The Senate Republican health-care bill would achieve a historic convergence of GOP priorities, placing major, permanent caps on Medicaid spending and providing a significant tax cut for wealthy Americans.
President Trump and congressional Republicans describe the legislation as fulfilling their promise to repeal the Affordable Care Act, or Obamacare, but key provisions are also aimed at making progress on the GOP’s long-held goal of cutting entitlement spending.
The legislation would sharply break with pledges Trump made during the 2016 campaign to block reductions in Medicaid spending and to deliver tax cuts primarily to the middle class.
All together, it shows how long-term conservative goals of cutting taxes and entitlement spending have overtaken Trump’s agenda, as the bill faces critical votes in the Senate as soon as next week that could take it to the precipice of becoming law. Reducing taxes, Republicans argue, will boost the economy, and shrinking spending on programs such as Medicaid will slow the growth of the federal debt.
“When otherwise has this been done?” said Douglas Holtz-Eakin, a Republican and a former director of the Congressional Budget Office. “You can’t name any combination of tax cuts and entitlement reforms like this in one bill.”
“This is a historic enterprise, and it explains why the screaming coming out of the left is so fierce,” he added.
Republicans have been on a multi-decade quest to fundamentally alter Medicaid, which provides health benefits for low-income Americans and those with disabilities. Medicaid is run jointly by states and the federal government, but conservatives have long decried it as wasteful and bloated with spiraling costs.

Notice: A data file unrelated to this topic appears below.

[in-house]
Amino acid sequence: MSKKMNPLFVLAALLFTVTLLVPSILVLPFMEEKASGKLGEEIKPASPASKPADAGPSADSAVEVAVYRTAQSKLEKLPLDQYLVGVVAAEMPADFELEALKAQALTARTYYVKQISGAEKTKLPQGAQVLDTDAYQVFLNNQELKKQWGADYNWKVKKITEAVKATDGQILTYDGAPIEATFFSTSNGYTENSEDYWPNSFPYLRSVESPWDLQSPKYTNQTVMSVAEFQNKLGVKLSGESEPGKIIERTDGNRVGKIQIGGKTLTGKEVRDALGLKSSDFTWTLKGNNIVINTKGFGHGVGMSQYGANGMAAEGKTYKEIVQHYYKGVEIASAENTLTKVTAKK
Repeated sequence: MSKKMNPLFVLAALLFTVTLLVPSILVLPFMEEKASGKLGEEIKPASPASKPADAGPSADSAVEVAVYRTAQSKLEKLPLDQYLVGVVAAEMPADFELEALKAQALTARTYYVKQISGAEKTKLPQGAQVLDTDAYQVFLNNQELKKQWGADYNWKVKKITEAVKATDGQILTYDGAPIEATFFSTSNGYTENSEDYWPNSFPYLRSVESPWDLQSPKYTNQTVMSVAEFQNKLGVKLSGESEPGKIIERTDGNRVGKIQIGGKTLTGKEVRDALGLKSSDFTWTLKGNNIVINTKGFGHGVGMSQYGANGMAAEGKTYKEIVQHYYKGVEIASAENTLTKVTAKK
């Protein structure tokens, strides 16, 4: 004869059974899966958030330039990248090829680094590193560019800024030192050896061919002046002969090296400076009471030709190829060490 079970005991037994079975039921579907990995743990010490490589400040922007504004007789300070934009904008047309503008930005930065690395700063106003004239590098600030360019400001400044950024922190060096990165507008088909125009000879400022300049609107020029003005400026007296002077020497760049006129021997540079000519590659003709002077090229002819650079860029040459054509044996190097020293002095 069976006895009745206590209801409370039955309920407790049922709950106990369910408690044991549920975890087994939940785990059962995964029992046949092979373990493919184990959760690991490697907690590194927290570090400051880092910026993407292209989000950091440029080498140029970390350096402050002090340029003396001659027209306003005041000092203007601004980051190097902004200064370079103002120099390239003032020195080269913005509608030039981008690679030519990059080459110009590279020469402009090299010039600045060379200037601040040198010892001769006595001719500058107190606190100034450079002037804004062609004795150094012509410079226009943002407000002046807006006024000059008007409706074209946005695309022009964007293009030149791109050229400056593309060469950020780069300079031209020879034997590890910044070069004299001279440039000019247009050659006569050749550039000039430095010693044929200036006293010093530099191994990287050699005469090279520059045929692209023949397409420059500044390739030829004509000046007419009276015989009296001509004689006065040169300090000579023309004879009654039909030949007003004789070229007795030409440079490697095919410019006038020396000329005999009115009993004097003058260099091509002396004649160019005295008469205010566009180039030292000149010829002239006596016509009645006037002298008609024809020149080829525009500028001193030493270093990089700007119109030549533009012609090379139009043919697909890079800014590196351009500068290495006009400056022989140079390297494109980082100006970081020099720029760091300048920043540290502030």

The Senate bill would give states the option of changing Medicaid into a “block grant” program or putting firm caps on its spending based in part on how many people live in each state. Just as significant, the bill would arrest future Medicaid spending with tight controls on how much the program can grow.
Meanwhile, the legislation would leave in place reductions in spending for Medicare, the health insurance program for the elderly, that were part of the Affordable Care Act. Republicans previously slammed those cuts as robbing the program to pay for Obamacare.
The Senate bill would also deliver roughly $1 trillion in tax cuts over 10 years, including cuts to the rates wealthy Americans pay on investment income and to a levy charged to health insurance companies.
Democrats argue that the Republicans’ ideological goals will be fulfilled at the expense of millions of poor people who will lose access to health care — in some cases with life-or-death consequences. The liberal Center for American Progress issued a report Thursday arguing that the Senate bill would cut benefits so much that it could “result in 18,100 to 27,700 additional deaths in 2026.”
The Affordable Care Act, which passed with support from only Democrats in 2010, increased access to Medicaid benefits by changing the eligibility threshold and providing more federal taxpayer dollars to cover new enrollees.
Since the law passed, many states — run by both Democrats and Republicans — have expanded their Medicaid programs to take advantage of the new federal support. The authors of the ACA had intended for all states to do so, but the Supreme Court ruled that the government could not compel states to participate in the expansion of the program.
The average number of people receiving benefits from Medicaid and a health-care program for low-income children has risen 30 percent under the ACA, to 74.6 million people, according to the Kaiser Family Foundation. That represents roughly 23 percent of all Americans. By some measures, Medicaid covers more Americans than any other safety net program, larger than even Social Security or Medicare by total enrollment.
Among other things, it covers 45 percent of all births in the United States.
The Senate bill would allow Medicaid’s expansion under the ACA to continue until 2021, but then it would contract the extra federal spending until the expansion is eliminated in three years. States could replace the lost federal money, if they wanted to continue covering the same number of people, by spending more on their own.